I have always been fascinated and intrigued by space. My dad was a naval aviator, who was killed in a crash of a military aircraft at the end of WWII, two days before my fourth birthday. I learned at an early age to think about what could happen above the earth. As a young boy I used to lie on my back in the fields of my grandfather’s farm and look up at the stars, moon, sun and planets for hours at a time. Of course as the years went by and we saw Sputnik, SkyLab, space launches, man landing on the moon, and even the Hale-Bopp Comet, my excitement about space grew even more. The development of modern aircraft, missiles and satellites, Hubble Telescope and the Space Station spurred my excitement at a rapid pace. I always knew that the space above the earth was destined to play a role in the future of the world.
When I was elected to Congress in 1984, I served for 6 years on the House Science and Technology Committee as a member of the Space Subcommittee.This committee had jurisdiction over programs such as the Space Shuttle,Hubble, communications and weather satellites, scientific experiments in space and just pure space discovery as we sent space vehicles out of earth’s orbit. I spent years studying developing technologies in these fields.
I carried this background with me when I entered the US Senate in 1990 and became a member of the US Senate Armed Services Committee, where I had the privilege of serving for 12 years. On the SASC. I was Chairman of the Strategic Forces Subcommittee and also the Acquisition and Technology Subcommittee.
The Acquisition and Technology Subcommittee required us to try to look into the future and fund space technology that would be the “seed corn” for future weapons systems. both offensive and defensive. I realized that to remain competitive in the world against our potential enemies, and to protect our homeland, we had to meet these challenges head on.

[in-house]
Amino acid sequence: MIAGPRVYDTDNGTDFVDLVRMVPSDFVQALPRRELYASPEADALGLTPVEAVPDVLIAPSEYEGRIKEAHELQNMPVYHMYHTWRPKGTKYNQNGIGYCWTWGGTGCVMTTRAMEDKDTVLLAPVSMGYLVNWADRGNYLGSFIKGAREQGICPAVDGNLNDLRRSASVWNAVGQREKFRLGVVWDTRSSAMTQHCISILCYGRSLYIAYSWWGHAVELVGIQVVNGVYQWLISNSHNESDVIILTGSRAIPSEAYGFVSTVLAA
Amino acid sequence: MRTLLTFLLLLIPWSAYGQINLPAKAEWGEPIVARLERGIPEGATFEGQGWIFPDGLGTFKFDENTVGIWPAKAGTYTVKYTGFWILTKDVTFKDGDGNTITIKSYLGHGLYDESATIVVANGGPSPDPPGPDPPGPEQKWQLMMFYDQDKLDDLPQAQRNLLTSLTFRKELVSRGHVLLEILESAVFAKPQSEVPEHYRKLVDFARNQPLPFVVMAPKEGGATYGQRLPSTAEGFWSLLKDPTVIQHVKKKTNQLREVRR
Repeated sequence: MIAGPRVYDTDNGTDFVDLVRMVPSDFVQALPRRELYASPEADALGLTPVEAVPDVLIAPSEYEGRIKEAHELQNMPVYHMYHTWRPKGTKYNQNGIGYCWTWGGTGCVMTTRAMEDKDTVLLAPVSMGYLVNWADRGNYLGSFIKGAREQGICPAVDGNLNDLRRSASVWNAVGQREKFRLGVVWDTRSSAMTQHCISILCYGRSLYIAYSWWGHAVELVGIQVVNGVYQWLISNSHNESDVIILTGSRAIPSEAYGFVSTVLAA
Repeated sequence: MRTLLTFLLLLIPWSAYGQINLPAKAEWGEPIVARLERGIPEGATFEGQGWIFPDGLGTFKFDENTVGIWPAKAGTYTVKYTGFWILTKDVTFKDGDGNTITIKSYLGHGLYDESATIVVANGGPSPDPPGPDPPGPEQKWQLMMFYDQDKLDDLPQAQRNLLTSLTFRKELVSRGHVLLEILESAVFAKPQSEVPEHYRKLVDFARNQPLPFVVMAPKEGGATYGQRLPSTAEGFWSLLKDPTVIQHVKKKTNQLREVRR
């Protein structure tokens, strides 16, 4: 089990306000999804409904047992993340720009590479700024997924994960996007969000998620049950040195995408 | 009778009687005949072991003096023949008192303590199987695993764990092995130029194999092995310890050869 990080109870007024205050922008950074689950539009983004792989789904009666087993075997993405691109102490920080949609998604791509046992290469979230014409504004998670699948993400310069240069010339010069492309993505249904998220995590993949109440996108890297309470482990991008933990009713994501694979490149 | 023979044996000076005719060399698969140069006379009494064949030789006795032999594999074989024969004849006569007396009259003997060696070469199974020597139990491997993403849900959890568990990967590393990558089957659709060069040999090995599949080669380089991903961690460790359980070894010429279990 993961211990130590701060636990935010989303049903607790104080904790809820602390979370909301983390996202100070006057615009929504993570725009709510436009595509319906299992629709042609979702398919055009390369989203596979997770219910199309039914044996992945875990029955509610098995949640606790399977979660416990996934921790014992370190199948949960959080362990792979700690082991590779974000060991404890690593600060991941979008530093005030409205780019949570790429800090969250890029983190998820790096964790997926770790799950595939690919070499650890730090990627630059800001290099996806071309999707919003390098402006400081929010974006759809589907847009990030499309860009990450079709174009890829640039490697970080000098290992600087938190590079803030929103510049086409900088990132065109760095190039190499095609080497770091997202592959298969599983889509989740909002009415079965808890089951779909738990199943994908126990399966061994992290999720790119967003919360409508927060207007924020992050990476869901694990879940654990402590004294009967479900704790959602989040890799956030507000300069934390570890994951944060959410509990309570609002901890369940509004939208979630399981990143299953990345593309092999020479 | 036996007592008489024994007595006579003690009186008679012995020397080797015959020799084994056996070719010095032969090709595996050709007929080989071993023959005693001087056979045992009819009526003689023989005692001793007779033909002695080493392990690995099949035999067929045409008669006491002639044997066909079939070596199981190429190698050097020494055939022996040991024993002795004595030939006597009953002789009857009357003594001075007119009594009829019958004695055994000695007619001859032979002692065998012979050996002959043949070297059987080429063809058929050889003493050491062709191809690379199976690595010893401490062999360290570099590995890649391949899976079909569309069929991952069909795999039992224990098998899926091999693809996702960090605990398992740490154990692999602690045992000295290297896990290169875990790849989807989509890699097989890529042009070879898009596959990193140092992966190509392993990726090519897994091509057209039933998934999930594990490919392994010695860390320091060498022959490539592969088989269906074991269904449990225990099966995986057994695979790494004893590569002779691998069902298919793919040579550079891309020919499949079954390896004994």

Critics of military presence in space loved to call this research and development “weaponizing space”, “Star Wars” and other derogatory terms.However, it became obvious to me that even weather and communications satellites had to be protected in space. An enemy with the proper assets could disable or destroy one of our so called domestic satellites and stop us from even communicating with each other by cell phone or even predicting the weather! Could you imagine a situation where not only our battlefield communications, but ALL of our communications, could be totally knocked out by an enemy?
However, the big “elephant in the room” was missile defense. I was an early and staunch advocate of the Strategic Defense Initiative (SDI) because I knew that, if this technology could be perfected, we could shield our nation and knock down enemy missiles either in the boost or cruise phase. The first Persian Gulf War, when we were able to stop some missiles although only in the descent phase, was the inspiration for me to continue to support development of this technology.
There were numerous and monumental battles over SDI and other space assets that I was privileged to promote and to help win. It was during this time that I realized that a separate Space Command was going to be essential if we were going to be able to attain and sustain leadership in space. The Army, Navy, Air Force and Coast Guard had their roles which were evolving rapidly in the modern world, but there had to be a special and dedicated focus on space. It was why in the 1990’s I am proud to say that I was the first to call for a Space Command. I took a lot of “flak” from the left. One NH newspaper called me “Space Man Bob,” but when you turn out to be correct, who the hell cares about those losers!
When President Trump called for the Space Force, I was ecstatic. It is one of those decisions that will go down as one of the most visionary ever made in American history. I cannot predict what a future space force might look like. Star Wars vehicles? Interplanetary space planes? Who knows? One thing is certain. Space is not the “final frontier”. It is a “permanent frontier”. From this day forward it will always be part of our heritage and future. It may save us as a planet and maybe even the human race. I take great comfort in knowing that it is our military out there and not China or Russia who is leading the way protecting all of us.
Senator Bob Smith
Former US Senator(R- NH, 1990-2003)
Member US Senate Armed Services Committee